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Ontario Parents Won't Get Funds

February 28, 2006 permalink

Ontario is about to keep social services safe from parents who might care for their own children. The hundred dollar a month federal tax credit for parents of pre-school children will be taken back by the province.



Ontario could claw back child-care benefit

Last Updated: Feb 28 2006 11:13 AM EST

Some of Ontario's poorest families might never see the monthly child-care allowance proposed by the federal government.

The provincial government is expected to deduct the annual $1,200 child-care benefit for every child under age six directly from social assistance or disability support cheques.

"I'd be horrified if they did," said Cynthia Wilkey, a lawyer with the Income Security Advocacy Centre of Toronto. "I would just be horrified. But would it surprise me? No."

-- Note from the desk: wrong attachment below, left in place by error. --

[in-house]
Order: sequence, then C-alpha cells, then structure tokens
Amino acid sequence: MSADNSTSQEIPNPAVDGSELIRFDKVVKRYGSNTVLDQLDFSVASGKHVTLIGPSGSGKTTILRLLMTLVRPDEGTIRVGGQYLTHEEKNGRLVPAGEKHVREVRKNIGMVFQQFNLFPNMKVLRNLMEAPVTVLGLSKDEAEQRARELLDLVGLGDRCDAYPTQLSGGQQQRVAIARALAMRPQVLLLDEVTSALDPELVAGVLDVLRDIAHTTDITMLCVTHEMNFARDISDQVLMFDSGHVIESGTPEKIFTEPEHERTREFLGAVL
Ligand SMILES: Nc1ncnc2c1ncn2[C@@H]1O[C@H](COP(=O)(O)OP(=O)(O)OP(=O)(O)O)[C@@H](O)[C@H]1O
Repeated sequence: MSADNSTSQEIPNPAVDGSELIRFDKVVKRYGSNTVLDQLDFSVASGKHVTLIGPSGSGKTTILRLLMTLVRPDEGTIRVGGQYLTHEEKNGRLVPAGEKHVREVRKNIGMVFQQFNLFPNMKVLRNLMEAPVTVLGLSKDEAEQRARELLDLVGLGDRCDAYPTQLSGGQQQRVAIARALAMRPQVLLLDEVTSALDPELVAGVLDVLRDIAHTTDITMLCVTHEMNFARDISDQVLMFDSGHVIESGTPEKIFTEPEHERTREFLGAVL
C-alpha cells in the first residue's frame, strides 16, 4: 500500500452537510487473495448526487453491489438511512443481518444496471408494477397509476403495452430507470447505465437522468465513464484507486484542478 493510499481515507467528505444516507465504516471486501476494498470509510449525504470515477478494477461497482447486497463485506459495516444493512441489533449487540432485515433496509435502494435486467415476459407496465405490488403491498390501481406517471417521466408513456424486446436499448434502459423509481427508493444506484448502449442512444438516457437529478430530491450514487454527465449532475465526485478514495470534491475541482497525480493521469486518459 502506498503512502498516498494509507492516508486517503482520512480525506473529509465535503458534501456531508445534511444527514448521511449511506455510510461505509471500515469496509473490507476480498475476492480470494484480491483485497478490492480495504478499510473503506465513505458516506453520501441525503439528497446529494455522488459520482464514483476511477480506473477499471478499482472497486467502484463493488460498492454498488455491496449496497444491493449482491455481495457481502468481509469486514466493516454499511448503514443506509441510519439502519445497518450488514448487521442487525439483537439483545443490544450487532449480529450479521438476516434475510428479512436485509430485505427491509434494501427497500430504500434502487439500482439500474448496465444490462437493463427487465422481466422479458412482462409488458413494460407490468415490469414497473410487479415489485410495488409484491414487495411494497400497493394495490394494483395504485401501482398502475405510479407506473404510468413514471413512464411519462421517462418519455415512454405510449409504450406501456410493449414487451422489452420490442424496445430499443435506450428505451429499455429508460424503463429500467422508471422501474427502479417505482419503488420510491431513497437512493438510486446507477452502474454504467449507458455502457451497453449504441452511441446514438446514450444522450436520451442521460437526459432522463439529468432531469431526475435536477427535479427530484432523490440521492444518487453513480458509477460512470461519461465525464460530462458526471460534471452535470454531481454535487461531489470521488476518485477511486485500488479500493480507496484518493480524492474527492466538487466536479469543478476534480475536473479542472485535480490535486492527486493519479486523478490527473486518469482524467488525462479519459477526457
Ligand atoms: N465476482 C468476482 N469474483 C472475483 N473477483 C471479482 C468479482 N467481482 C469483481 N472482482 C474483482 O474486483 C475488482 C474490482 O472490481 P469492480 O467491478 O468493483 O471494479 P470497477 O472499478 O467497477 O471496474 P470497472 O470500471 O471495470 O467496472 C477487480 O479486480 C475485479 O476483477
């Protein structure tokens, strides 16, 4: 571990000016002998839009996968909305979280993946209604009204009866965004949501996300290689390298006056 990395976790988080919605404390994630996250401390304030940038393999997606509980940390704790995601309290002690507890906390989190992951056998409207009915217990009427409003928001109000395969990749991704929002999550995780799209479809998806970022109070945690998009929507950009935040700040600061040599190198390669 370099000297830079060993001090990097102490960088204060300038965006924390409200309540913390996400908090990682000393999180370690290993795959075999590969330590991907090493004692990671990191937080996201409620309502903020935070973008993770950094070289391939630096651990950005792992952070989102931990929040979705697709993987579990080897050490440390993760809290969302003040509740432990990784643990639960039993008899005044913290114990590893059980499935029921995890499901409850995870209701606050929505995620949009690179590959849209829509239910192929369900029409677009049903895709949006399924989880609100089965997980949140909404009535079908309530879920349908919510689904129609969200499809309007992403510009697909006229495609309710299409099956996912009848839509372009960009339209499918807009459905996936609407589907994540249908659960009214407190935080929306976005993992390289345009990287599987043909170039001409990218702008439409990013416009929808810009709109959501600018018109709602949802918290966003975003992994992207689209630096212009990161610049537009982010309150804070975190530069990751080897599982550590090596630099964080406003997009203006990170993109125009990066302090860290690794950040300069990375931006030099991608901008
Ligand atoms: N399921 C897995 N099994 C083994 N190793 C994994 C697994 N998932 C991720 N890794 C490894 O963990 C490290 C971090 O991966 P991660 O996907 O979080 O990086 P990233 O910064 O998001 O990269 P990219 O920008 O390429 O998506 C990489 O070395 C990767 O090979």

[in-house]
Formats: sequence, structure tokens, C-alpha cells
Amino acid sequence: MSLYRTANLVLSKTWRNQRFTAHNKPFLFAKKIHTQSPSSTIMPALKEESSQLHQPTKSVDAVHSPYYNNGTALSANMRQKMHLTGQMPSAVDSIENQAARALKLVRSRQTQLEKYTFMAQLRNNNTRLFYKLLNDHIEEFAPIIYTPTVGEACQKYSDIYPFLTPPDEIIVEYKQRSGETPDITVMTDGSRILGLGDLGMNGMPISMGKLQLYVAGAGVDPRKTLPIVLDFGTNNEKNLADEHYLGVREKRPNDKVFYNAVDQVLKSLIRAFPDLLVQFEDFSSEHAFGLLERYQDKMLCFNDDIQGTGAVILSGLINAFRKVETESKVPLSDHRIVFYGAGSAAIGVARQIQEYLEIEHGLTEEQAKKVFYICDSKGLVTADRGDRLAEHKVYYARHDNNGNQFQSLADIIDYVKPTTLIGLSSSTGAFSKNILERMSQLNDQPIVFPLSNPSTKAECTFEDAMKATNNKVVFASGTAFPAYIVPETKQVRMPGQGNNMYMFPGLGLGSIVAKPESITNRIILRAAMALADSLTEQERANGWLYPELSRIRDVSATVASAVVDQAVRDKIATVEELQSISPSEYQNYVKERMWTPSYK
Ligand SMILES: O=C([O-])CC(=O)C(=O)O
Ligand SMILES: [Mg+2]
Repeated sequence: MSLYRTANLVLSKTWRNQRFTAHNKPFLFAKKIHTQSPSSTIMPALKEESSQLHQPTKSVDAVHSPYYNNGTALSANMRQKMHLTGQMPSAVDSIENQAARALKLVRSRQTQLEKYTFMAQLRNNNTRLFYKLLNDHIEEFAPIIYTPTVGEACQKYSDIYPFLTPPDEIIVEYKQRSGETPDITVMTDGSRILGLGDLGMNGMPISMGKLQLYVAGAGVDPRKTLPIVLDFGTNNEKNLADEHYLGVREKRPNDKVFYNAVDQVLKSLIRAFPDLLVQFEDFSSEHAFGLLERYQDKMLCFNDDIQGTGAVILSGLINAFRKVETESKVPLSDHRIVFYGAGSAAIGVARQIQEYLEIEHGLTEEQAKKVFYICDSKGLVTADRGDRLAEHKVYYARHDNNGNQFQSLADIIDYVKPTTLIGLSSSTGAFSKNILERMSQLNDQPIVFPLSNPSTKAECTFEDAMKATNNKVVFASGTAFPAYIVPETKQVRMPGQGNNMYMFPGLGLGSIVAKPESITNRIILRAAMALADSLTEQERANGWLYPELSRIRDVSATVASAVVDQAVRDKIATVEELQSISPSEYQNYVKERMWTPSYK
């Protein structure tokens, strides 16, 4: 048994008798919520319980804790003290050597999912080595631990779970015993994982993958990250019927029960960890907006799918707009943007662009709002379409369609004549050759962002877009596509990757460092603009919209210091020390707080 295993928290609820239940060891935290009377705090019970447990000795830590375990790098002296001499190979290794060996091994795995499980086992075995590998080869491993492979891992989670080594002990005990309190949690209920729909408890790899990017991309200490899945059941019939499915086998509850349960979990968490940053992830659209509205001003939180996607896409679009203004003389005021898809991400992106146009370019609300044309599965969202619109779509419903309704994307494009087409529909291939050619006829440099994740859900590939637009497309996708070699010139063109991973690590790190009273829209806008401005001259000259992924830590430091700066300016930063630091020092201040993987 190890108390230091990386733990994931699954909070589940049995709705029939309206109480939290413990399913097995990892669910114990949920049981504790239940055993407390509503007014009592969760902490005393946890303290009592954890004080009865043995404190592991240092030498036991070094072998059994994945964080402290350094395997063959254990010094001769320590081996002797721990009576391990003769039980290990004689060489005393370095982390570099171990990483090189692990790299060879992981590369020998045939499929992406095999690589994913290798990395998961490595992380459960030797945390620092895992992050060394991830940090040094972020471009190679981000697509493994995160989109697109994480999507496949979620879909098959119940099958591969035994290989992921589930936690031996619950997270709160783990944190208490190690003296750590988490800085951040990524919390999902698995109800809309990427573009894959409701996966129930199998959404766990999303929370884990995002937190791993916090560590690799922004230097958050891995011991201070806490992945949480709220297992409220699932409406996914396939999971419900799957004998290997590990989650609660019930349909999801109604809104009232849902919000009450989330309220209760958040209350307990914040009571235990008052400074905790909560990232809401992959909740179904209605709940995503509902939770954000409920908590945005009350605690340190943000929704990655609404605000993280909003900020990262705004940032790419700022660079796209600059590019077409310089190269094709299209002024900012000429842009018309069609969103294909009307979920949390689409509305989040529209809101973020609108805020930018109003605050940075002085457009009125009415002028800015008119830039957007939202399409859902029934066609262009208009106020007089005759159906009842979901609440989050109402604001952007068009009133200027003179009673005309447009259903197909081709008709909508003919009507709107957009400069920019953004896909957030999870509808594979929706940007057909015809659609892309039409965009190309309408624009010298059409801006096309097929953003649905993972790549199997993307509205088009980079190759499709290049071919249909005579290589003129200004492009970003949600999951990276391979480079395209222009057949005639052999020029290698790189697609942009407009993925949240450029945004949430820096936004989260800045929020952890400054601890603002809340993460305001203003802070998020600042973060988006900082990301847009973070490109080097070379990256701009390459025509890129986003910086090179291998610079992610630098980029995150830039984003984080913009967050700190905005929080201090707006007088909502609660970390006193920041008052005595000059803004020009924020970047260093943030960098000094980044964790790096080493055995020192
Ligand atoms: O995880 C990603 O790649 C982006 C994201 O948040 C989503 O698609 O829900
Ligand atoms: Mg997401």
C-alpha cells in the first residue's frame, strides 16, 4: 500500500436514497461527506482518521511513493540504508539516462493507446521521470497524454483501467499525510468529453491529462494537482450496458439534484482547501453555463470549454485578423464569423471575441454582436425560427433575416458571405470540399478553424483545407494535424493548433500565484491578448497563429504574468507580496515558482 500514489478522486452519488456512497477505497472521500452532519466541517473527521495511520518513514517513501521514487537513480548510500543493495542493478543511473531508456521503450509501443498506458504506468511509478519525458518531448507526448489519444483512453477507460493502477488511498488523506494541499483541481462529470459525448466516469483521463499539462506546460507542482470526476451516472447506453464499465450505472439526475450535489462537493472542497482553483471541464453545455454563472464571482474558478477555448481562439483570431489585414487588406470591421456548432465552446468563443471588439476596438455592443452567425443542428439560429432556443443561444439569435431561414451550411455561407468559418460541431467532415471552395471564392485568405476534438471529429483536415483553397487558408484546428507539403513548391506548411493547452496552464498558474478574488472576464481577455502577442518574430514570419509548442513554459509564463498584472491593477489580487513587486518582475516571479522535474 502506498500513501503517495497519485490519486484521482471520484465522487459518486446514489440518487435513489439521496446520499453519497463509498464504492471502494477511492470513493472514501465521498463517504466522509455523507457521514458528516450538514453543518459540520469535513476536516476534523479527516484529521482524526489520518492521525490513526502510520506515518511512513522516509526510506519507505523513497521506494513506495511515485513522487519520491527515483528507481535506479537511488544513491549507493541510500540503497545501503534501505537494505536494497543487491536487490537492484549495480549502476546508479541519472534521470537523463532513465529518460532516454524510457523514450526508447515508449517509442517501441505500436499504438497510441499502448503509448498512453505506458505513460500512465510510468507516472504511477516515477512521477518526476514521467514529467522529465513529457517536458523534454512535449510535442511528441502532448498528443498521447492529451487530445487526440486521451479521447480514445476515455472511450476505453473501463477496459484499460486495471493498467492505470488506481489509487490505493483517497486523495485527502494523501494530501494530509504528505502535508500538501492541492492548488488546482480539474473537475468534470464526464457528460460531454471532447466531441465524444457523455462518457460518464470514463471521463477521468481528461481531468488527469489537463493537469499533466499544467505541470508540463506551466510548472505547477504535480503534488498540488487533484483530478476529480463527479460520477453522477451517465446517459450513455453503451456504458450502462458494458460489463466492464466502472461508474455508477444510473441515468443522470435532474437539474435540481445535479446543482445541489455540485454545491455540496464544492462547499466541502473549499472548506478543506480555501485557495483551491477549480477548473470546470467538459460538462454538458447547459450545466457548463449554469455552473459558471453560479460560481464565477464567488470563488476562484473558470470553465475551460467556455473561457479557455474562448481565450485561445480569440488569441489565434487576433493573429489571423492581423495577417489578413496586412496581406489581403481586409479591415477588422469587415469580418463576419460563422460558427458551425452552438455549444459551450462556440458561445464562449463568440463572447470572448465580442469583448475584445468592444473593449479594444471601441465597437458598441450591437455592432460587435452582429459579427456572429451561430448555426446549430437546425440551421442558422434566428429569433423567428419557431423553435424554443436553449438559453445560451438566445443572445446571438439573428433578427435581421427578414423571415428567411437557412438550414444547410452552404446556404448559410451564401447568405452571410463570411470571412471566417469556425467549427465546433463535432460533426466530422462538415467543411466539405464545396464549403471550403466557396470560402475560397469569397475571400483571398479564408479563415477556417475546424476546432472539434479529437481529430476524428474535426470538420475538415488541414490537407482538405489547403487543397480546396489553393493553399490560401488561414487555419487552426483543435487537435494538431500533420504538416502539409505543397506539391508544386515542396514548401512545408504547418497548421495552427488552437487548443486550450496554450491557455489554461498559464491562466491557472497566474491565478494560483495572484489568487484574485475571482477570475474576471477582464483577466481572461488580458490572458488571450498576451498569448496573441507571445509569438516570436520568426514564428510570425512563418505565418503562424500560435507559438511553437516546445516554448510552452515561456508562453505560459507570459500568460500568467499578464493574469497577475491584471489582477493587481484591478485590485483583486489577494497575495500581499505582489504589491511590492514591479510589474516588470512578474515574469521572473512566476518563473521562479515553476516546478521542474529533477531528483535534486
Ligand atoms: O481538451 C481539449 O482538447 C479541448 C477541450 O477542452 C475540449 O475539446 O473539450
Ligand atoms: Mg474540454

The $100 monthly allowance is intended to replace the current national child-care funding deal with provinces, but Wilkey and other advocates for low-income families worry the province will claw back the benefits.

Stephen Harper reads to children at Copper House
Stephen Harper reads to children at Copper House day care in Bolton, Ont. during the federal election in January. (CP Photo/Paul Chiasson)

The Ontario government already deducts the National Child Benefit Supplement from social assistance and disability cheques, despite a campaign promise to stop the clawback.

Sandra Pupatello, minister of community and social services, says the goverment has not yet decided if the benefit will be deducted, but refused to rule out the possibility.

"Our history since we became the government has been to try to make life better for people who are on social assistance, and I think that every single thing we've done since we've become the government has indicated that," said Pupatello.

She says the province is still focused on fighting to save the existing child-care deal signed with the previous federal government.